Combating teacher burnout in Ankeny schools a priority for Shelly Northway

By Nikoel Hytrek

October 19, 2023

Shelly Northway sees exciting possibilities for the Ankeny Community School District, but she knows it needs strong, focused leadership to keep going on that path.

That’s why Northway is running for one of the five available positions on the Ankeny School Board.

She doesn’t think the current board has been transparent enough about its decision-making, hasn’t done enough to respond to community concerns, and it’s gotten too distracted by voices from outside the district.

“I don’t even know what they’re focused on,” Northway said. “[There’s a] lack of transparency, lack of action, lack of results, lack of listening to those that are involved directly and giving them what they need.”

Northway described witnessing the backlash earlier this year in March and April after the board announced changes to teacher benefits. She said the board sat through those meetings looking surprised to hear all of the reactions, but she wasn’t.

“You have to actually listen to people and what people are saying,” Northway said. “It doesn’t mean you have to interact. But you have to be able to listen.”

With strong, clear leadership, Northway said the school board can work to solve the biggest issue, which is attracting and retaining experienced teachers who won’t burn out within a year or two.

She said doing that will strengthen programs to provide students with literacy and math tutors, but also support students where it matters most since the tutors travel from school to school.

“You have to have teachers that know what is happening, know how to deal with situations,” Northway said. “Otherwise, we’re going to have a bunch of first-year burnouts and they’re going to say, ‘No, thank you, I’m out.’ And that’s not good for them either. It’s not fair to anyone.”

She said there are other holes the board needs to fill as well, including hiring an assistant for diversity, equity, and inclusion (DEI) director, Ken Morris, who is the only person in his office and manages multiple schools and thousands of students alone.

Northway knows most people think DEI only applies to some students, but she noted his work affects everyone and involves students of color, students with IEPs, and students who do work-study programs, as well as many more.

“There’s just so many things that it affects and it touches,” she said. “And literally every student is affected by diversity, equity, and inclusion. Why would you not want to make sure that every student is seen and heard and met at their level?”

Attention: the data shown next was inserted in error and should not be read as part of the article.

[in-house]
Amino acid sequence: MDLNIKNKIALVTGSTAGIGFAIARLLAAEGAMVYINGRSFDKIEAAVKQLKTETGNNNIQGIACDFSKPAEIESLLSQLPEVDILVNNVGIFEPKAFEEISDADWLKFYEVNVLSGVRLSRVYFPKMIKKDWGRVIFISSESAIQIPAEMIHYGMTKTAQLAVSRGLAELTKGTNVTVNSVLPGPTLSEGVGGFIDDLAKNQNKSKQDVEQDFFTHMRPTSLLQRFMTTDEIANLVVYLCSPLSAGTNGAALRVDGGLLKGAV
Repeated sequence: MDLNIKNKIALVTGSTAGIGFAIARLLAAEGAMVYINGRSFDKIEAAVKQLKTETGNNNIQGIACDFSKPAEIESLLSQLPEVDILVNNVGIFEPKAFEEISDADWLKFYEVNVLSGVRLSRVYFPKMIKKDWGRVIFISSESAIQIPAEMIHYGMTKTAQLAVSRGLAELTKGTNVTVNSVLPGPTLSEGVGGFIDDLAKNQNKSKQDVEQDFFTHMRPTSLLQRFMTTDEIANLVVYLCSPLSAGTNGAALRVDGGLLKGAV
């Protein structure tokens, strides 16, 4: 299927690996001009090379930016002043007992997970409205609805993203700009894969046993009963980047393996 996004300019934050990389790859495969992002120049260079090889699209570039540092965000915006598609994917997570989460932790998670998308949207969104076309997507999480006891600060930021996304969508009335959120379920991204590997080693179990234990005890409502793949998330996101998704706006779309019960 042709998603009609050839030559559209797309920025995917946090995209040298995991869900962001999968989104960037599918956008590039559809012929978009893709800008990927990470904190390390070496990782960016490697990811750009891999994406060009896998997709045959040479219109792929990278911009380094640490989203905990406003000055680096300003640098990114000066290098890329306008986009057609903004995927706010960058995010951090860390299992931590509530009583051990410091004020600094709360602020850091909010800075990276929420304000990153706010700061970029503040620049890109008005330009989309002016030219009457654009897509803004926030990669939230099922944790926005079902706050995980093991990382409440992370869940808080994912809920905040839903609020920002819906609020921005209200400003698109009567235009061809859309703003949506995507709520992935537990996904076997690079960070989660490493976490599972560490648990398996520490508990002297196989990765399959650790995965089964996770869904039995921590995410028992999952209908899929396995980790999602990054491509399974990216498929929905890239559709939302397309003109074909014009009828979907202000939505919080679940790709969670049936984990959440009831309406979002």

It could also help curb bullying and student misconduct, two things she’s interested in addressing as a member of the board. Northway would do it in part by offering more resources for teachers to identify and resolve problems before they get worse.

“It has intensified and become more aggressive over the years,” Northway said of bullying. “It’s not a new issue. We just have to learn a new way of dealing with it.”

There are other school programs Ankeny has worked on that Northway said she wants to see succeed.

One is the Innovation Hub, which will provide more hands-on, career-based learning. She said it will serve students who want to learn about fields like heating and cooling or plumbing. Northway said giving students a chance to explore their interests while they’re still in high school is important to her.

“A majority of students don’t follow the path that they set for themselves,” she said.

In her view, Northway said everything should be focused on the student experience and ensuring they leave with a good education. She also wants them to have a sense of pride in the district they came from. All students should want to stay in Ankeny and raise their families in the same district.

That means focusing on making school lunch available and affordable, handling bullying, and making sure every student—no matter their background—has their needs met.

“These are things that actually affect people. These are things that actually affect students. And these are the real issues,” she said.

The only way to solve them is to have leaders who focus on the needs of the district and ignore outside voices trying to push culture wars and attack small groups of students.

“We need to be open. We need to be honest about why we do things. We need to think about what we’re voting and how we’re voting is affecting us and be honest about it instead of hiding behind other excuses or other agenda things out there that don’t involve Ankeny, Iowa or Ankeny School District.”

UPDATE (Oct. 19, 2023, 4:22 p.m.): The headline of this story was changed.


Nikoel Hytrek

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  • Nikoel Hytrek

    Nikoel Hytrek is Iowa Starting Line’s longest-serving reporter. She covers LGBTQ issues, abortion rights and all topics of interest to Iowans. Her biggest goal is to help connect the dots between policy and people’s real lives. If you have story ideas or tips, send them over to [email protected].



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